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« Tuna 3 / 2020

The Concept of kadakasakslus in Public Opinion in Interwar Estonia

The point of departure for this article is the concept of kadakasakslus, which is widespread in Estonian and has generally been used to denote demeanours and choices by which people have tried to create the impression as if they were German. The article maps out the contexts of usage of the term kadakasakslus, and notions in Estonian interwar public opinion of the nature of the phenomenon denoted by this word. Thereat the article aims to identify why this term became so popular in that period. The article draws on texts that appeared in the interwar Estonian press, a varied selection of which makes it possible to treat them as a reflection of public opinion.

The contexts in which kadakasakslus was used indicate that on the one hand, its users presumed that everyone knew what the term means and understood it in the same way, yet on the other hand, it can also be seen that the meaning that was given to this term in reality was variable, ambiguous and contradictory. Hence it was possible to use this term, which was familiar to readers yet at the same time had no clear definition, in the service of all manner of objectives that the writers happened to have at any given particular moment. Thus, descriptions of kadakasakslus in the press were diverse, ranging from ridicule to depictions of threats to national security. In any case, the term was used so frequently that readers could easily get the impression that kadakasakslus in all its manifestations was a widespread vice that definitely had to be fought against using all possible means. At the same time, it could also be seen that consensus was not always arrived at concerning whether or not specific individuals and phenomena were examples of kadakasakslus.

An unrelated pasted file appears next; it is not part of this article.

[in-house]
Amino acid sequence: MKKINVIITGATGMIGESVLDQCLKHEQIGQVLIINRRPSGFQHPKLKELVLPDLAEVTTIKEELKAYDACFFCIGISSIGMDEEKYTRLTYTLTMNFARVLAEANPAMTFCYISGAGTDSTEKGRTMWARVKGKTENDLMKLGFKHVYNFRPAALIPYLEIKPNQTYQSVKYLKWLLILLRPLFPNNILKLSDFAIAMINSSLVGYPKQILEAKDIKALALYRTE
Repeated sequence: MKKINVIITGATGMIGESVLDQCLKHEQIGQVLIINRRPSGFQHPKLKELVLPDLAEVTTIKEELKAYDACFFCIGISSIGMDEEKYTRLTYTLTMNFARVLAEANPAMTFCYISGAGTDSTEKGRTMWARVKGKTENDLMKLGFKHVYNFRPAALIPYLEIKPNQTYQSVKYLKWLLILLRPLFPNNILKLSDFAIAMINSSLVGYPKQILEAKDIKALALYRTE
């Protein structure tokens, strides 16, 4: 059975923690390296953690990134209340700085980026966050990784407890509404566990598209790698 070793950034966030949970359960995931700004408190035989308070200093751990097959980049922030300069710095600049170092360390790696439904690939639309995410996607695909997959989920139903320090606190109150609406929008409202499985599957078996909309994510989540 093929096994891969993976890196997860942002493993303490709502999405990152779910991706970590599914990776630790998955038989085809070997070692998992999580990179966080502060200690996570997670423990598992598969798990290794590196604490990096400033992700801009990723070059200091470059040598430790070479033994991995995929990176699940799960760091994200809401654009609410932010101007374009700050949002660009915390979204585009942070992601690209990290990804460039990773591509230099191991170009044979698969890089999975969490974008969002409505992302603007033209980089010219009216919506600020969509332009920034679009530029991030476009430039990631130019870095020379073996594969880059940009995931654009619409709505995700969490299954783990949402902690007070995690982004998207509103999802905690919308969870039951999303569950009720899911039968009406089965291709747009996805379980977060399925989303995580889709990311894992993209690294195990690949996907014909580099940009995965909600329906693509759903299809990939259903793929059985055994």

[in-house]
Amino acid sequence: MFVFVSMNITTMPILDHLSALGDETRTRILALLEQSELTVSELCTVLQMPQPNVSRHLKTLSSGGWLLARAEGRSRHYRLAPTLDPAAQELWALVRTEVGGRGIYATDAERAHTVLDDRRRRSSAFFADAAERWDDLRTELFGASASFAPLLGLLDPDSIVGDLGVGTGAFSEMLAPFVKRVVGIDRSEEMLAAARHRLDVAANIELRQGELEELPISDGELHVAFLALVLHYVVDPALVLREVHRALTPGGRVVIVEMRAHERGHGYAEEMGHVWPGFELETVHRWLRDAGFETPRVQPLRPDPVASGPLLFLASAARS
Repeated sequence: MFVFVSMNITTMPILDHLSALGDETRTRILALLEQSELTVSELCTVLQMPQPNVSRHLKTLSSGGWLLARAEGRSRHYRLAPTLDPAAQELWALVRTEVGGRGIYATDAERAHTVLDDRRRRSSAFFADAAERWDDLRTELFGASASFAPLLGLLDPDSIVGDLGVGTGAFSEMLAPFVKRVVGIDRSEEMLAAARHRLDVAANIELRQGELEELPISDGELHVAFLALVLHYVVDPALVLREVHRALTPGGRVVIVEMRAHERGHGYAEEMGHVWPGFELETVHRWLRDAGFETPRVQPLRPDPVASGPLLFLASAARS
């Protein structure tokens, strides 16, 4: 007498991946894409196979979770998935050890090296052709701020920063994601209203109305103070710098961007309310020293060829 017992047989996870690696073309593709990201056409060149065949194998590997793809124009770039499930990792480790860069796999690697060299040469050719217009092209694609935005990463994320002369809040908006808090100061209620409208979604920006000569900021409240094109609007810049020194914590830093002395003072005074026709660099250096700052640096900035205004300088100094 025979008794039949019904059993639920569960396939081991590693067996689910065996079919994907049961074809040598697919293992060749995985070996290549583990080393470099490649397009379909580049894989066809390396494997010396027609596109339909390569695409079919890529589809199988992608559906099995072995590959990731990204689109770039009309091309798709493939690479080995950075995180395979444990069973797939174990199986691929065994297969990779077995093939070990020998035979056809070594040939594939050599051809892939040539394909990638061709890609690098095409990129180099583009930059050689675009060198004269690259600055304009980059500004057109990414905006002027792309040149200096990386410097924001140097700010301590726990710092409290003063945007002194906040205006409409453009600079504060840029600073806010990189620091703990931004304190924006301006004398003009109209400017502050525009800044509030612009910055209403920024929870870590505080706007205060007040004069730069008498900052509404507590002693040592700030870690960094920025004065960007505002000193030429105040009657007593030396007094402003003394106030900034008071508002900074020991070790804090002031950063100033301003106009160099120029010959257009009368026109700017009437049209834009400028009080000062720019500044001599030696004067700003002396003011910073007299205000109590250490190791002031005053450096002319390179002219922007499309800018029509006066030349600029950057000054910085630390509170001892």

Nevertheless, the use of the term kadakasakslus reflects numerous problems that were topical in society, such as existential fears, political struggles, and the world view and biases of writers. For the most part, the use of the term kadakasakslus was connected to the opinion that the Germanisation that had been characteristic of the period prior to independence continued to spread in society. What shines through is the attitude that the continuation of Germanisation at the same pace threatened the existence of the Estonian people, and by extension, that of Estonian statehood as well. Even though mass Germanisation had long since ceased, it was very easy to utilise this widespread irrational belief regarding what was happening in society in the service of the personal motives of the writers, for instance, or of political objectives of political parties.